They employ experienced people with diverse skill sets who can take care of all relevant aspects of building a business, including day-to-day operations, product development, management, marketing, design, and sales.

Venture studios will often generate many of their startup ideas internally, test them for market fit, and then partner with a founder or entrepreneur to build the business.

But most venture studios will partner with very early-stage startups if they believe the business has a good chance of success. In contrast, venture capital firms will typically only invest in later-stage startups that they believe have high growth potential.

Types of Venture Studios

Independent Venture Studios

An independent venture studio, or startup studio, is a standalone studio that generates its ideas internally or partners with very early-stage startups.

It can have outside investors but will make the final decision on which startups to invest in, itself.

It will also provide the resources needed to build and launch the startup, including investment capital and a team of experienced entrepreneurs.

One of the most successful venture studios of this type, and the most famous, is Idealab which Bill Grossman founded in 1996.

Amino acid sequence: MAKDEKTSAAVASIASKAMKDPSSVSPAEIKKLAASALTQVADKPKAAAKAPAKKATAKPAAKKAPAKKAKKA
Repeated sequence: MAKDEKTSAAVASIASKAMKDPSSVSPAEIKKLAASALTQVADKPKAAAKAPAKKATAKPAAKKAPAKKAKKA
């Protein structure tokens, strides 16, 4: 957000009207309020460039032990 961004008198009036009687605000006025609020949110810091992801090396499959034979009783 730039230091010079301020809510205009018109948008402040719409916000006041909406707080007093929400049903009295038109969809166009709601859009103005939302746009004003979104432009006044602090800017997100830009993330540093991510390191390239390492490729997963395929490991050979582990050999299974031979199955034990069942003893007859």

According to their website, Idealab has “created over 150 companies with more than 45 IPOs and acquisitions”.

Within the independent venture studio model there are two further subtypes, namely niche studios and industry-agnostic studios.

A niche studio focuses on building startups within a specific industry in which their studio has a lot of knowledge and expertise, whereas industry-agnostic studios will build startups within any industry.

High Alpha is an excellent example of a successful venture focused on a niche – building B2B SaaS companies. Rocket Internet, on the other hand, is one of the most well-known agnostic venture studios.

Tech Transfer Venture Studios

Tech transfer studios work with government agencies, companies, and research institutes to source ideas to turn into new companies.

Tech transfer studios will then transfer the intellectual property from the entity that did the initial research and build the new companies within their venture studio.

Examples of the tech transfer venture studio model are FedTech and Max Planck Innovation.

Corporate Venture Studios

A corporate venture studio functions as an innovation arm for large corporations.

Big corporations can run into the so-called innovator’s dilemma, and they have solved this by creating their own venture studios or partnering with a corporate venture studio.